Beekeeping in the Mangroves of Guatemala

20 March 2023

Today, 35% of the world’s mangroves have disappeared.

Participants in the project visit the site where the beehives will be installed.

The Key Role of the Mangroves
Mangroves are incredibly precious ecosystems. These tropical forests, which grow in saltwater, are nature’s ramparts against coastal erosion, floods and storms, as well as against rising sea levels. They are also home to a wide variety of marine species and contain 3 to 4 times more CO2 than other forests. In developing countries in particular, coastal communities depend directly on the products and services that come from these ecosystems.

Unfortunately, many years of large-scale over-exploitation, due mainly to the constant demand for resources by international markets, have contributed to the destruction of the mangrove forests. In the Caribbean, loss of mangroves is a direct threat to the physical, economic and food security of coastal populations.

Project participants with their children.

What is the Link Between Mangroves and Beekeeping?
The Pure Ocean Fund at Myriad Canada, supports innovative scientific projects around the world to preserve marine biodiversity. The Fund is supporting a project carried out with the Mundo Azul Foundation to develop a local beekeeping initiative in the protected area of Rio Sarstùn in Guatemala. The objective is to strengthen the resilience of coastal communities and the mangrove ecosystem.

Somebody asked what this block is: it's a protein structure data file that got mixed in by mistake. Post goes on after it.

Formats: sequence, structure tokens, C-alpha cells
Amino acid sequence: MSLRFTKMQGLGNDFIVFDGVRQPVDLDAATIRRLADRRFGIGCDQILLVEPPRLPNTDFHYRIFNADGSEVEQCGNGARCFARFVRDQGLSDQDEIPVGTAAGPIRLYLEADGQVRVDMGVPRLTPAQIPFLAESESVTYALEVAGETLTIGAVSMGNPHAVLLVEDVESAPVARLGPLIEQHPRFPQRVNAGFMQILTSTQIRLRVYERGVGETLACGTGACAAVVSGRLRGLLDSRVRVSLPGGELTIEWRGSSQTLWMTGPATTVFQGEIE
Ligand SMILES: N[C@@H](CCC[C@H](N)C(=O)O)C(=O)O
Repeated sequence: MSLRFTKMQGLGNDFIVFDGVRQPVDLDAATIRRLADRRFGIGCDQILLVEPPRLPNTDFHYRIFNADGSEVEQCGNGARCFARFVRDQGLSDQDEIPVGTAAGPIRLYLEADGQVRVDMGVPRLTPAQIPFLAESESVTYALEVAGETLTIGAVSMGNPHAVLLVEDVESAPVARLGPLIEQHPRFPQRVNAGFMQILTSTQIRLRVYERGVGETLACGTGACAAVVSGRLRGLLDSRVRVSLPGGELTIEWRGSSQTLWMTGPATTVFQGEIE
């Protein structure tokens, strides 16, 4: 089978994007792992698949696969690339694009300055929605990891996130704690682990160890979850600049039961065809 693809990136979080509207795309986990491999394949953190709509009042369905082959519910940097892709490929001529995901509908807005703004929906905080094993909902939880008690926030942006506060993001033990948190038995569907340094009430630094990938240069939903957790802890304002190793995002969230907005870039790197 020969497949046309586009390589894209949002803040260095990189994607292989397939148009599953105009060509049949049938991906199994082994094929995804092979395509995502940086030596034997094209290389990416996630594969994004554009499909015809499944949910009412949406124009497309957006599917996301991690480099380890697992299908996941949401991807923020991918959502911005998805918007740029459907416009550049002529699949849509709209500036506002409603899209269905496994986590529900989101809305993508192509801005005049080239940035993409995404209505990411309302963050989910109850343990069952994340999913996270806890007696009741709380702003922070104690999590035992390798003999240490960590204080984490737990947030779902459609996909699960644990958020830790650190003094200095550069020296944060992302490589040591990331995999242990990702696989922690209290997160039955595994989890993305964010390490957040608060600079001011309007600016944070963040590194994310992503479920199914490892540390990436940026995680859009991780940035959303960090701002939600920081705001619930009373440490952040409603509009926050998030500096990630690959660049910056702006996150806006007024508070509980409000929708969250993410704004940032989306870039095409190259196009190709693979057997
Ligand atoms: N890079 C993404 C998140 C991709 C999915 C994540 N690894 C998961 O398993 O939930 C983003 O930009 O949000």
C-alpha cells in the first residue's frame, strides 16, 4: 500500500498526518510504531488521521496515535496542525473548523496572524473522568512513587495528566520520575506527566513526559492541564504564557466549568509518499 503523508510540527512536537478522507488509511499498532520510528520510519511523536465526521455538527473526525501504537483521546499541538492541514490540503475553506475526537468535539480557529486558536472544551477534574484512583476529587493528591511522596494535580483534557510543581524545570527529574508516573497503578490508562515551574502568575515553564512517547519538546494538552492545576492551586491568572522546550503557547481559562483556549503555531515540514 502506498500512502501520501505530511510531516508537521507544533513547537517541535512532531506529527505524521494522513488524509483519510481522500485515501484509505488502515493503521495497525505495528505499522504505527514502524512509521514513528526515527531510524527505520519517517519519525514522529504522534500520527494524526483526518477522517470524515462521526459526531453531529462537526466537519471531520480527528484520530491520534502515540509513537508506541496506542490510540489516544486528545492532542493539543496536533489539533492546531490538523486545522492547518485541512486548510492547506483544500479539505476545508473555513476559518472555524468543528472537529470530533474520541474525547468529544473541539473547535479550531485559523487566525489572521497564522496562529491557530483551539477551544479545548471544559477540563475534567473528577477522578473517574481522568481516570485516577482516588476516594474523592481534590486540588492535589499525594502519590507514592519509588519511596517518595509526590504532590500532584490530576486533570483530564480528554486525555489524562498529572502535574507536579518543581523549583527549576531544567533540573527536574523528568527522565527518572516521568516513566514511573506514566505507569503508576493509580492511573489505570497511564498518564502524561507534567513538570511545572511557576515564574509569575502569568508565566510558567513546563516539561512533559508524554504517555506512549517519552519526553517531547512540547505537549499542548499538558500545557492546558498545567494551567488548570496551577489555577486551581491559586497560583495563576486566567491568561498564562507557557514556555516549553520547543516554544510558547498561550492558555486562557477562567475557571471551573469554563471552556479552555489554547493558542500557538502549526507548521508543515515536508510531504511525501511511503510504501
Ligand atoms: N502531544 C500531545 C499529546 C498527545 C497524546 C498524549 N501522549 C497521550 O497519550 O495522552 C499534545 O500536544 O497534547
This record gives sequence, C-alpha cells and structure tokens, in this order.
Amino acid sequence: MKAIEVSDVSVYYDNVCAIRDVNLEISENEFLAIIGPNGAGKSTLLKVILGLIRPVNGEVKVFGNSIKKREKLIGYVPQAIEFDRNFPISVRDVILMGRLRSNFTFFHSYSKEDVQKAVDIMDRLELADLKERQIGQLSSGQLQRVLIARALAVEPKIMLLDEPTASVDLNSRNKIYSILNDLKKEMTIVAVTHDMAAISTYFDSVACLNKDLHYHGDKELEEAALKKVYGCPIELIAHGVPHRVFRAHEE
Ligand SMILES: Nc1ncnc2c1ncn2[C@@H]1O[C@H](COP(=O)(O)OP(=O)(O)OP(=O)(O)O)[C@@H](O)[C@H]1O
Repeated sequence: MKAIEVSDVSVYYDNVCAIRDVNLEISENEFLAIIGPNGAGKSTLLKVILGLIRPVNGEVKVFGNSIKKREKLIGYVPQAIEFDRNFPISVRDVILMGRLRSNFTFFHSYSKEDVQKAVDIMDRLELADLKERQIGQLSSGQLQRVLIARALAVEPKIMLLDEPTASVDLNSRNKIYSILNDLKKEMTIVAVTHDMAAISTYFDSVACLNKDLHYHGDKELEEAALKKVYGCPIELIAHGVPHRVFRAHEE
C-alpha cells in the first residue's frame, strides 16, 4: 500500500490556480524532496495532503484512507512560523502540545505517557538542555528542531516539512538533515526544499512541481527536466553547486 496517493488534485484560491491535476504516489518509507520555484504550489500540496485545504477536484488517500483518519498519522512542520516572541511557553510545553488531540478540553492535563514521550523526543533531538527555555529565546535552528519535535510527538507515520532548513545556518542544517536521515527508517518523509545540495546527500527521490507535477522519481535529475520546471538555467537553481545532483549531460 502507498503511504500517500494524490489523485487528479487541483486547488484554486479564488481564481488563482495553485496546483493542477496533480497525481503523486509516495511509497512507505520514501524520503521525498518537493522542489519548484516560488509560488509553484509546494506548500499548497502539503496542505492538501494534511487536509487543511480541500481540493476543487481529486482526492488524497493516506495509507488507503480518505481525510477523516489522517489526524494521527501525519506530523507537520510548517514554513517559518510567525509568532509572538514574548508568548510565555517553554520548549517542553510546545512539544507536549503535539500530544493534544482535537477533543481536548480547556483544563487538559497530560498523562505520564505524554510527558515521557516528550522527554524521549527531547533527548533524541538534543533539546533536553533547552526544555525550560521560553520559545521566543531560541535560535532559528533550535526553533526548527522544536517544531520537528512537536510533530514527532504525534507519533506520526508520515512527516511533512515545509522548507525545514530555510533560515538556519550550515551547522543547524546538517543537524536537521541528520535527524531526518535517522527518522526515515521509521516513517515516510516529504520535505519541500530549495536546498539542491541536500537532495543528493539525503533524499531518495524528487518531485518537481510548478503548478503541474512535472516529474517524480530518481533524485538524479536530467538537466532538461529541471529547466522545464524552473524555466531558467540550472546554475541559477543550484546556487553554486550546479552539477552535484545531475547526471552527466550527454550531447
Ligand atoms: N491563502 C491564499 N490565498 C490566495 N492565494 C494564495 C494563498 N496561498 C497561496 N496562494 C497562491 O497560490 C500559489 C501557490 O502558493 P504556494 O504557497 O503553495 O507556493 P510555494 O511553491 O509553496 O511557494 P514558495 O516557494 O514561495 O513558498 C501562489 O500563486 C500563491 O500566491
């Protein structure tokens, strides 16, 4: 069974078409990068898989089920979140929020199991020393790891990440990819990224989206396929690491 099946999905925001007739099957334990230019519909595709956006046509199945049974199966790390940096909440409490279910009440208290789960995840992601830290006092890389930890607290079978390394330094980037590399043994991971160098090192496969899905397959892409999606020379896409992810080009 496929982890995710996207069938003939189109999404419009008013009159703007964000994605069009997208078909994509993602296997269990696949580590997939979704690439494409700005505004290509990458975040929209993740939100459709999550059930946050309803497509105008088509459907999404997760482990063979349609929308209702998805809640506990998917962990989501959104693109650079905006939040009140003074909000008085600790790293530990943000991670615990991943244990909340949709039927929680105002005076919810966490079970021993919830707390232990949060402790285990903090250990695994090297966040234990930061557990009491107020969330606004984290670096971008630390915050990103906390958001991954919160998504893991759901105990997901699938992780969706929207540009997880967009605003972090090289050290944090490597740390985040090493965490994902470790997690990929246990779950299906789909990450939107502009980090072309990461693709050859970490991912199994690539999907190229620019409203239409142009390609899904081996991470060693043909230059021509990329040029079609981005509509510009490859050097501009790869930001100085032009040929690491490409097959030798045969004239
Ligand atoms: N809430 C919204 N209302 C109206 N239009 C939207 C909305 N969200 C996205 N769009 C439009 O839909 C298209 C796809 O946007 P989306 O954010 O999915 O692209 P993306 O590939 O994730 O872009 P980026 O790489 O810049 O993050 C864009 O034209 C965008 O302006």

Founded in 2014, Mundo Azul Foundation’s mission is to promote the conservation of natural resources in fishing communities; economic alternatives that ensure the social protection of these communities; and education about the environment. With that objective in mind, this project aims to promote beneficial ‘interaction’ between mangroves and bees in order to provide a supply of honey – but also, thanks to the bees, to ensure the propagation of the mangroves.

Following a consultation with the inhabitants of the Sarstún community, a protected area of eastern Guatemala on the southern border of Belize, 25 people (12 women and 13 men) joined the project. Through five training modules, the participants were introduced to the various aspects of apiculture, including bees’ behavior, the use of material and equipment, harvesting the products from the beehives and a study of the area in which the beehives will be installed.

Sonia Tiul

“For me, apiculture is a really important activity, because it represents an economic alternative that provides financial support for groups of fishermen and women in the community,” said Sonia Tiul, an inhabitant of the Barra Sarstún community and one of the project’s participants.

Servando Edua Osorio

Servando Edua Osorio, another participant from the Barra Sarstún community, told us  “I had always wanted to do something like this in my life and it’s what attracted me to the project. Beekeeping brings so many advantages to the community. It’s a good source of employment for us, the older members of the community, but it also enables us to pollinate our crops.”

The training sessions are delivered by an expert in the field of beekeeping, who was also responsible for finding the most suitable place to set up the beehives. “We work with our consultant, who has a great deal of experience on this subject”, explained Marielos Rosales, Education and Leadership Coordinator at the Mundo Azul Foundation. “It’s she who raises the bees and who makes sure that there is no danger for the bees in the area chosen for installing the beehives.”

In an effort to make this project inter-generational, educational workshops on the environment are offered to the children of the adult participants in the project. The children learn all about bees and the crucial role they play within our ecosystems.

And the last but essential stage of the project is – of course – the installation of the beehives!

Click here to view the video testimonial from Sonia, and here to view the one from Servando (in Spanish with English text provided).

For further information, contact Myriad Canada at